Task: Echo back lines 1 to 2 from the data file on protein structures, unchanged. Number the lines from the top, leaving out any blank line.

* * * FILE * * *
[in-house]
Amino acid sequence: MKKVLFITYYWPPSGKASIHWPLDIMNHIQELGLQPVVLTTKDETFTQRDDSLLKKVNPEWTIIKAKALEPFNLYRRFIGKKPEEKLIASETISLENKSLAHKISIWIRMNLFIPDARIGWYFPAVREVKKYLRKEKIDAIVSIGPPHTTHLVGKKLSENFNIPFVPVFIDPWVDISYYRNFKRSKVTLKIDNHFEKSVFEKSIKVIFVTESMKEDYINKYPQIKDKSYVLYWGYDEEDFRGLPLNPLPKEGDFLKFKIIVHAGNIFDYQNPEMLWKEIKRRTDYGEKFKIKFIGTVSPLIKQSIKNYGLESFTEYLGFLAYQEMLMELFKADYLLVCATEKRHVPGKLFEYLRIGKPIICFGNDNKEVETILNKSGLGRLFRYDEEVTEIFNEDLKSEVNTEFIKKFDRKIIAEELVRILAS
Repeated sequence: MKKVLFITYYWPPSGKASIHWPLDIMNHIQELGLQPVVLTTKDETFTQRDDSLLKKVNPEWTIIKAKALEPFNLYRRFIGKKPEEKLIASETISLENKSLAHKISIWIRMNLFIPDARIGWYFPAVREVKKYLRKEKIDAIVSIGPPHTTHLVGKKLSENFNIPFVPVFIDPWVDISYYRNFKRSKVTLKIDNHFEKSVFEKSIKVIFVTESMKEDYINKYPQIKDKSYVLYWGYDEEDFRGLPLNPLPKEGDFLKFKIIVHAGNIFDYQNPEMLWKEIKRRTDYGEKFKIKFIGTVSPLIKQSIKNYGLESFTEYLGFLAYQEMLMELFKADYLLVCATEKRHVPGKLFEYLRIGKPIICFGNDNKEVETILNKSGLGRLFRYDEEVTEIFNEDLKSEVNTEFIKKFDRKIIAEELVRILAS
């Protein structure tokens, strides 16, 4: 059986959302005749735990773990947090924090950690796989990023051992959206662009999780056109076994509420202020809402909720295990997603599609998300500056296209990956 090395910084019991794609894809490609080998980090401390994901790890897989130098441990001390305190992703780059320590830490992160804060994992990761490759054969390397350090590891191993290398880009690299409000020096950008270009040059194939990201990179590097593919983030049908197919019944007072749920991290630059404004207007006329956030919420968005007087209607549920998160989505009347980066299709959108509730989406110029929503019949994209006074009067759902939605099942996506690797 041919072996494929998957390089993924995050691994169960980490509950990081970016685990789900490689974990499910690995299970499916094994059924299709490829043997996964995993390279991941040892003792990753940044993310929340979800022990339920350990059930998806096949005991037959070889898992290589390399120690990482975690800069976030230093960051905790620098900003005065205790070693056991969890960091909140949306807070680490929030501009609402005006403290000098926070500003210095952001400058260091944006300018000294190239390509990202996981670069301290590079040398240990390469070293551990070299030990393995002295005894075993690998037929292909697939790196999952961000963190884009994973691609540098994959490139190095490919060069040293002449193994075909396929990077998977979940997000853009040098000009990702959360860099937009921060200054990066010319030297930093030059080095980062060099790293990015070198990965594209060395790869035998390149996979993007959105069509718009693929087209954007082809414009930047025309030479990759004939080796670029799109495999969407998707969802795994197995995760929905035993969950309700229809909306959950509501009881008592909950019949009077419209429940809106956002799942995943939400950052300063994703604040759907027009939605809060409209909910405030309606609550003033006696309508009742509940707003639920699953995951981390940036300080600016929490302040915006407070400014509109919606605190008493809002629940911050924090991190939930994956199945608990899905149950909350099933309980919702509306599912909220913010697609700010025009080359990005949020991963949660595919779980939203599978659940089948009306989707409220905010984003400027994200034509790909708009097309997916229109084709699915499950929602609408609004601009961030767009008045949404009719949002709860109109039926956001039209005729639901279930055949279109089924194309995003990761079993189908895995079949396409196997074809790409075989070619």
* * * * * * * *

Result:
[in-house]
Amino acid sequence: MKKVLFITYYWPPSGKASIHWPLDIMNHIQELGLQPVVLTTKDETFTQRDDSLLKKVNPEWTIIKAKALEPFNLYRRFIGKKPEEKLIASETISLENKSLAHKISIWIRMNLFIPDARIGWYFPAVREVKKYLRKEKIDAIVSIGPPHTTHLVGKKLSENFNIPFVPVFIDPWVDISYYRNFKRSKVTLKIDNHFEKSVFEKSIKVIFVTESMKEDYINKYPQIKDKSYVLYWGYDEEDFRGLPLNPLPKEGDFLKFKIIVHAGNIFDYQNPEMLWKEIKRRTDYGEKFKIKFIGTVSPLIKQSIKNYGLESFTEYLGFLAYQEMLMELFKADYLLVCATEKRHVPGKLFEYLRIGKPIICFGNDNKEVETILNKSGLGRLFRYDEEVTEIFNEDLKSEVNTEFIKKFDRKIIAEELVRILAS